February 20, 2015

Michael Younger

Younger

Major and Classification

Public Policy, Management and Planning

Faculty Mentor

  • LaVonna Lewis, Ph.D.

Department

  • Policy, Planning, and Development

McNair Project

“Investigating the Phenomenon: The Increasing College Enrollment of Low-Income African American Students but the Failure to Obtain College Degrees”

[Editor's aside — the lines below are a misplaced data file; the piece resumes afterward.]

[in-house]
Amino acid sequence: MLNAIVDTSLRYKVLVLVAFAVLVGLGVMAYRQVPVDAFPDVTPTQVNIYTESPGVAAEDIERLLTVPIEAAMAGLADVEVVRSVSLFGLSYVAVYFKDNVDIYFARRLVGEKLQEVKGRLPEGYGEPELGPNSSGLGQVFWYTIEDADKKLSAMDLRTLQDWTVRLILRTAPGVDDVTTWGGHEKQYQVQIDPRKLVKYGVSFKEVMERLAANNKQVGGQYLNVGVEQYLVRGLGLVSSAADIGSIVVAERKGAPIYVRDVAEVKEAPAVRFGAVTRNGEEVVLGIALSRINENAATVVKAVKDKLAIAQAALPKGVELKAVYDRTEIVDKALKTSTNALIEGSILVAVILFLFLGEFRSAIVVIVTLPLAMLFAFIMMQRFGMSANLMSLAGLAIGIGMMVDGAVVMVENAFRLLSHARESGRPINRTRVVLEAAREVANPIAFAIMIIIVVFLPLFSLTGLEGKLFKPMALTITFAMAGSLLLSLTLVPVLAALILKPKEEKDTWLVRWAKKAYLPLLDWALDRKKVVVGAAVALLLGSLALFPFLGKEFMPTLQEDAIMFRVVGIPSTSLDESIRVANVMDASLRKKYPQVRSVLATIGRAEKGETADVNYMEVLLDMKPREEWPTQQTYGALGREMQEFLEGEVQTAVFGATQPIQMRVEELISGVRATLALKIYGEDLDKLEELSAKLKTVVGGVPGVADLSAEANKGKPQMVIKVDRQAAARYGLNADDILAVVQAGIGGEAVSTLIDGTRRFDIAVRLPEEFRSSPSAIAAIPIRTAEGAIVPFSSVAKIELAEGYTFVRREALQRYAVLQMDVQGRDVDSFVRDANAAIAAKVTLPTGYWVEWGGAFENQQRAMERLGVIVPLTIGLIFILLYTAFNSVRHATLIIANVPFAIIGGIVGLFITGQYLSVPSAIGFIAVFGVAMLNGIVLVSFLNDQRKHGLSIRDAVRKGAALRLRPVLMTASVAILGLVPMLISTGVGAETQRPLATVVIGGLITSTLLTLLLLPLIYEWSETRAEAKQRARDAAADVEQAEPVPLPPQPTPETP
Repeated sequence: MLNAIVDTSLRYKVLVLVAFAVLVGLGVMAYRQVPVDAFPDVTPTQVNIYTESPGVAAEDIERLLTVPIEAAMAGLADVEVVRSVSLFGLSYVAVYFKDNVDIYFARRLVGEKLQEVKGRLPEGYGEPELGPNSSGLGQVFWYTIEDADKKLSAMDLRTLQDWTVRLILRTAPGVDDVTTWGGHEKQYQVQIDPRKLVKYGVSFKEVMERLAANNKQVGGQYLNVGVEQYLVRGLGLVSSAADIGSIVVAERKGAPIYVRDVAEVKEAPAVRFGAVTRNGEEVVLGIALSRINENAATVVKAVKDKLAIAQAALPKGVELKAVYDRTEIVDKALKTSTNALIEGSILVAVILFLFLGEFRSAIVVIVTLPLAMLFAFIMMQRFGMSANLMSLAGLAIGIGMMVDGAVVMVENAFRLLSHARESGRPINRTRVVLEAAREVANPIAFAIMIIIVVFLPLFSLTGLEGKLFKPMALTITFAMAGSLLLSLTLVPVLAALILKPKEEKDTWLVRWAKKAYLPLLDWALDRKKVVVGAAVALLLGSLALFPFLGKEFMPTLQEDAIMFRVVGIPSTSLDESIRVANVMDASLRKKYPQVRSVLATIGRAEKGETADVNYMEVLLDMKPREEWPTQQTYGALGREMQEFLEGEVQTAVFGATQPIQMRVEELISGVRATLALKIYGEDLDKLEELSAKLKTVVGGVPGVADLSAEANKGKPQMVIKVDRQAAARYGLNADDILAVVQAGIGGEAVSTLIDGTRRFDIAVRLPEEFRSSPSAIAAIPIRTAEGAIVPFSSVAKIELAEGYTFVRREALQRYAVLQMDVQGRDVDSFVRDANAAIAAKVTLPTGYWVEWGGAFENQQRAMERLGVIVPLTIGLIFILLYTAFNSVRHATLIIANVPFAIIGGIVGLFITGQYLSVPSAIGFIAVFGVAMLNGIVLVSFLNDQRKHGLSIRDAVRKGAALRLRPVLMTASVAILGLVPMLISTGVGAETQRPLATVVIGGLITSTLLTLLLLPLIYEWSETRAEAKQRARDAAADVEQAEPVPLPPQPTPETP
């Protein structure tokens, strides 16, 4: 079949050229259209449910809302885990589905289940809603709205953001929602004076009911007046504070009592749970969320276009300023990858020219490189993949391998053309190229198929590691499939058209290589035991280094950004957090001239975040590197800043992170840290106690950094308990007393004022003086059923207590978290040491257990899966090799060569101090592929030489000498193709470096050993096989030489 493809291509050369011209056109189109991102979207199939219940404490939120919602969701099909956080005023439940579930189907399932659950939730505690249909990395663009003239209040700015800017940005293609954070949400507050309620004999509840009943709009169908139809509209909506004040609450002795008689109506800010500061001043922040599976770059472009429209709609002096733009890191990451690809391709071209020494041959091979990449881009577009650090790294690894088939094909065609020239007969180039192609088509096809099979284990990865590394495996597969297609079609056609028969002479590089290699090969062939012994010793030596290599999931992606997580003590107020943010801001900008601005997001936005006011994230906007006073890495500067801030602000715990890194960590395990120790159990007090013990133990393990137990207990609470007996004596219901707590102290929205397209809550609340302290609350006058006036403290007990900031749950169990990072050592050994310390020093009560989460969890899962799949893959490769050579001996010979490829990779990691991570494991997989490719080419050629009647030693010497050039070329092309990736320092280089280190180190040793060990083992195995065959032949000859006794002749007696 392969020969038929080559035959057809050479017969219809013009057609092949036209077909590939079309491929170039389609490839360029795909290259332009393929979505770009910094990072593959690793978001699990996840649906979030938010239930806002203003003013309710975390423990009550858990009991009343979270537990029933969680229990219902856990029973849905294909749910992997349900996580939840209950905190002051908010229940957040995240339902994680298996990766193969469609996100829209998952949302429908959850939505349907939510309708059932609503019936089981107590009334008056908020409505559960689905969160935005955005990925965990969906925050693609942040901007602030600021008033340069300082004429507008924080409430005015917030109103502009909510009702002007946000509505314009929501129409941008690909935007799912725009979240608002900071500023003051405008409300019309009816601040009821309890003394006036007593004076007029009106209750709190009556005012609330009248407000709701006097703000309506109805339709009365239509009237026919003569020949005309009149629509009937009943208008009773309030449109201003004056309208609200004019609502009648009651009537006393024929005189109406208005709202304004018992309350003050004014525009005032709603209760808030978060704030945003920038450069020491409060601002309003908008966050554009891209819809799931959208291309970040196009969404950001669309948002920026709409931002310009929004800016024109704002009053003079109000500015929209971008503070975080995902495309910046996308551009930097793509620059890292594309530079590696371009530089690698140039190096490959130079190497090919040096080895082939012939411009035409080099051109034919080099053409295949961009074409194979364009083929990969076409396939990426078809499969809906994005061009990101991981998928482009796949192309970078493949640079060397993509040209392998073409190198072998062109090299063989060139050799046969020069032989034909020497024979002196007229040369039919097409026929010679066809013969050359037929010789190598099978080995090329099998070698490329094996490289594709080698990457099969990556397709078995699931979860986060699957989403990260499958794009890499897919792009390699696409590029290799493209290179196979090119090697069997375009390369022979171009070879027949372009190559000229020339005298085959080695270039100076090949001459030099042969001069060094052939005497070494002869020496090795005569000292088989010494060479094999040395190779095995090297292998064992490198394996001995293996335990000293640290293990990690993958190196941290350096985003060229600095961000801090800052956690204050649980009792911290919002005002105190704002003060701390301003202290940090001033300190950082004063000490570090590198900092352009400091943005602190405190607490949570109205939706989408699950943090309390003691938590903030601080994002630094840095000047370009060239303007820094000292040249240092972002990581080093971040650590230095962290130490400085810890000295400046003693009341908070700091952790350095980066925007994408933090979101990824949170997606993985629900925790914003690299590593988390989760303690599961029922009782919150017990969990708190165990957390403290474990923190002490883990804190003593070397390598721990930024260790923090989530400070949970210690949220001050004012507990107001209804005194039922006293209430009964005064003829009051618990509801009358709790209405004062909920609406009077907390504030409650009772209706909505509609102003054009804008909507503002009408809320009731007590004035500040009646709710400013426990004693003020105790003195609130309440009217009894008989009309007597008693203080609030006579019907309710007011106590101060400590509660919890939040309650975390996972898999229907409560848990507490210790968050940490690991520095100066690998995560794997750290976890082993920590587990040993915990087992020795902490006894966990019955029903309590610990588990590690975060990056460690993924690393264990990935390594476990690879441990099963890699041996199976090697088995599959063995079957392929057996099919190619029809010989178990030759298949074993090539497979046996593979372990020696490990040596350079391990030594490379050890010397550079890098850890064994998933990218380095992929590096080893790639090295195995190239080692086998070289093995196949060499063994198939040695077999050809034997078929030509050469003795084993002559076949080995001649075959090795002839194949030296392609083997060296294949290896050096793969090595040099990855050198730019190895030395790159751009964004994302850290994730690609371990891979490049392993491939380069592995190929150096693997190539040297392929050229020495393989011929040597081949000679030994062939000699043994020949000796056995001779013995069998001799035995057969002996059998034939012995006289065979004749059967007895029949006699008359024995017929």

Numerous reports have stated that each year increasing numbers of low-income African American students graduate from high school academically prepared to enter college, but unfortunately experience financial barriers that limit their ability to enter or even remain in their desired institution. In turn, the college entry and completion rate of low-income students continues to fall behind their middle- and upper-income peers. When both race and income are paired together, an issue rarely researched, the opportunity of success in completing a college degree is vastly abated. The initial disadvantage for African Americans is that they hold only one tenth the wealth of white families and are expected to progress academically and socially at a comparative rate. Therefore, through this exploratory research I identify key factors affecting the success of low income African American students based on my personal experience and the use of Nation-Wide data from the National Center for Educational Statistics. This study highlights the following key factors: socioeconomic status, academic preparation, financial aid, family influences, and motivation as they pertain to the success of these students. Understanding the significance of these factors will be critical in determining if America’s public policy commitment to provide access and opportunity to anyone who seeks secondary education is effective for low income African Americans.